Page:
2. This guy must think he has an edge over the first, and prices his raise to try and discourage others. Perhaps he's around the top 5-10% of hands, so 88+, AJs+ and AKo

3. This guy should be looking to take advantage of the other two only with something at least better than their possible range, but he's also likely to underestimate player 2 so he could be as wide as top 10% of hands, giving him 77+ and pretty much any two suited paint cards, KQo+

4. My thinking here went two ways, 1st is the safe approach theory, which is simply that since 1 or more people is likely to bust out on this hand theres no real need to add another possible to the mix. Simply fold whatever you have and wait for a better opportunity when in the money on the next hand. 2nd we need to be concerned with both the CO and the SB's ranges since 1 can cripple us and the other bust us. So I ran the analysis based on that. The result I got based on the ranges specified was only around 55% equity for QQ+ making this seem pretty marginal to me. It kinda leads me back to my first point. Yes we could win a huge pot but it would seem safer to let the bubble go first than risk it all here.

PS: Of course My ranging is the part I'm trying to work on the most so won't be surprised if I'm way out here.
- I'd agree pretty much with #1. The only thing I'd add is any pp is possibly good enough to stand on here, and MAYBE QT/JT is a bit "lite" to stand on, since the initial shover is going to have a small "advantage" in terms of getting ITM being that there are 2 stacks that are shorter, and closer to the blinds.

- I'd disagree SLIGHTLY with your #2, simply to say that this guy could possibly be isolating with hands like AT or A9 even, or KQ. This is a "risk" to him, since the only stack which can cripple him is left to act, but his "style" has seemed to show he will do this with some frequency. I'm not totally "sold" that he would do this on ANY pp though, but his past showdowns may indicate we can include down to 66.

- The #3 is trickiest, but that is the one we kinda have to be most "worried" about, despite the negatives we have seen in his play. His stack is easily going to get him to the money with a fold, so a lot of the bottom end of his calling range vs the CO is probably going out of his calling range here. We have "seen" he will risk calling off his stack with AQo though, so that's in his range, and if we credit him with WANTING to "bang" on the CO, we may want AJs there too. I'm thinking he is only playing pp that are 88 or 99+ though, since "racing" with less than those is not something he "needs".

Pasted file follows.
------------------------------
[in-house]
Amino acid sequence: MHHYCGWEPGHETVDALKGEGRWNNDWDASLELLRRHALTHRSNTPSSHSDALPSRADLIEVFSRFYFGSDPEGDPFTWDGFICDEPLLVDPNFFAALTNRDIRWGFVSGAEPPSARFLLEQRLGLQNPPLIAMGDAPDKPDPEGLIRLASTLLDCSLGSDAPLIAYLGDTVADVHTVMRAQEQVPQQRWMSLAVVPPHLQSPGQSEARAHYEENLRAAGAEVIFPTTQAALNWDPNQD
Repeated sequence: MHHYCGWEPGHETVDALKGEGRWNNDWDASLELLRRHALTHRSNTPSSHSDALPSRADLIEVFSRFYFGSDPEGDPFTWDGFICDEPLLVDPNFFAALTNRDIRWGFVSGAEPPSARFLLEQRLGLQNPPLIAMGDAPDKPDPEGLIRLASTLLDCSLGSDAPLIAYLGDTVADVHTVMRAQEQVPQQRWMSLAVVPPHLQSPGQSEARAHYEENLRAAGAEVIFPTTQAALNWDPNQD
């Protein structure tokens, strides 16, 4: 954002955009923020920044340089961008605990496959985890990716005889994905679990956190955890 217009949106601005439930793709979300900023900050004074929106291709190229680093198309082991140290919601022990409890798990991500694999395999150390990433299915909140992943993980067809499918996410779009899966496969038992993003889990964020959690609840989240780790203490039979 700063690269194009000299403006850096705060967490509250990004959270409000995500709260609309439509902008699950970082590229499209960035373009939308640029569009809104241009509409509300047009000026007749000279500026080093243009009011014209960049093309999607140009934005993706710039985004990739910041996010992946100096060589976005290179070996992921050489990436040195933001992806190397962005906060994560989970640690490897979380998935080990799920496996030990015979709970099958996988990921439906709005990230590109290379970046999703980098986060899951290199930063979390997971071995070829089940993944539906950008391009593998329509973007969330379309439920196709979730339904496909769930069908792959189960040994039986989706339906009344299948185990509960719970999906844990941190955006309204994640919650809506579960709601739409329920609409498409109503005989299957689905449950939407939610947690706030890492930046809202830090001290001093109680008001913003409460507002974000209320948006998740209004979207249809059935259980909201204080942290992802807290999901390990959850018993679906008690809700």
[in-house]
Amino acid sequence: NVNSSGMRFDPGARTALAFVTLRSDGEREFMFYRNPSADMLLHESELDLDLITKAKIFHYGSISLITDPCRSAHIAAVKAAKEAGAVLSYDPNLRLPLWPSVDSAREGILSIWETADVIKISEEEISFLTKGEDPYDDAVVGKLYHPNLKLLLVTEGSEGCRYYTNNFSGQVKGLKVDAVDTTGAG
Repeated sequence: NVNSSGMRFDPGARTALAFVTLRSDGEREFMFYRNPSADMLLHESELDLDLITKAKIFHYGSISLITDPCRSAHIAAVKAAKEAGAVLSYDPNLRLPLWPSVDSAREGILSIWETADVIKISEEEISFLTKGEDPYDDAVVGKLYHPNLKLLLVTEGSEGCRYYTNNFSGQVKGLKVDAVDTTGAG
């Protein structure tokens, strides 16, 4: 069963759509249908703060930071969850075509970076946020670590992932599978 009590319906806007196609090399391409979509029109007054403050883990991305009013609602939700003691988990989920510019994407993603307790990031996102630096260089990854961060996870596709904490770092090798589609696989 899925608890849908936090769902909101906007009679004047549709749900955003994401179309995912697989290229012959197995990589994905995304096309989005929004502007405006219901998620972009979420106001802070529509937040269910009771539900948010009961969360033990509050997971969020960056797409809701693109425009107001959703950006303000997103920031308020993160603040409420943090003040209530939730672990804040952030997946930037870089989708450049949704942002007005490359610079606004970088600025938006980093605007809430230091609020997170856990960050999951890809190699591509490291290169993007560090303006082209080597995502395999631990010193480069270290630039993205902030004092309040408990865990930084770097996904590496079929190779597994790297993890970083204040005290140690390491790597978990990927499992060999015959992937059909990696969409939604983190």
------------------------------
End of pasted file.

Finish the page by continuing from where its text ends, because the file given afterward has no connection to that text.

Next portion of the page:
Finally...

With all this info, the question boils down to: how much is winning THIS pot "worth" to us, and how much "risk" will we accept to do so?

The first thing I think on is the fact that we are the 2nd biggest all-in stack here. This means that if the shorty wins, and the biggest guy takes us and the SB out, we are itm. If the SB wins, the shorty is out, and we are itm but "crippled". If the biggest stack wins, we are itm in 5th and out of the event. If we FOLD we are almost surely itm.

ased on these factors, plus the size of the pot, we (obviously) should seek a little bit more than the ~2.3 to 1 the pot odds are laying us (~30% to win "needed"). The fact we would move into a pretty LARGE chip lead with a win though, and that this would make getting to the top 3 spots a lot more likely, means I do not think we want to pass up a 50/50 shot. My ""gut" tells me that around 40% to 45% equity seems about "right".

Using the read info from above in poker stove, I find that :

MP1 is on a 25.2% "range"
CO is on a 11.3% "range"
SB is on a 5.9% "range"

We need to be on:
QQ+ or AKs for ~49.5% equity
JJ+ or AKs for ~43.3% equity
QQ+ or AKx for ~42.4% equity
or
JJ+ or AKx for ~39.0% equity

A couple of interesting things of note:

-There is a significant difference in the equity inclusion of AKo in lieu of AKs here.
In more "normal" NLHE situations, AKo plays pretty much the same as AKs, simply because relying on draw value is such a small part of the hands you'll make. It seems as if the multi-way nature of this pot greatly inhances the value of suitedness.

-Including JJ in your calling range takes away a lot of the equity you'd have. Again, this seems to be due to the multi-way nature of this pot, and the fact you are likely to be facing a "net" 3 overs, instead of 2, albeit with some of those "outs" against you being "shared".

I''d really be interested in any OTHER thoguhts about calling in to this situation, especially regarding the risk acceptance decision of how MUCH equity you'd want to come along.
 
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Thu May 12, 2011, 01:03 PM
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OMGCBF's Avatar
Since: Mar 2011
Posts: 48
Is it worthwhile to split it into separate equations?

I was thinking about it in terms of

1. Chance to end the tournament for us (requiring us only to be concerned with the 2 large stacks ranges vs our own. This gives us the % of times we would be effectively out of the tournament.

2. Chance to win the whole pot (using all 3 other players) giving is the equity as you presented.

3. Chance to make the money if we fold i.e. one of the two lower stacks gets busted.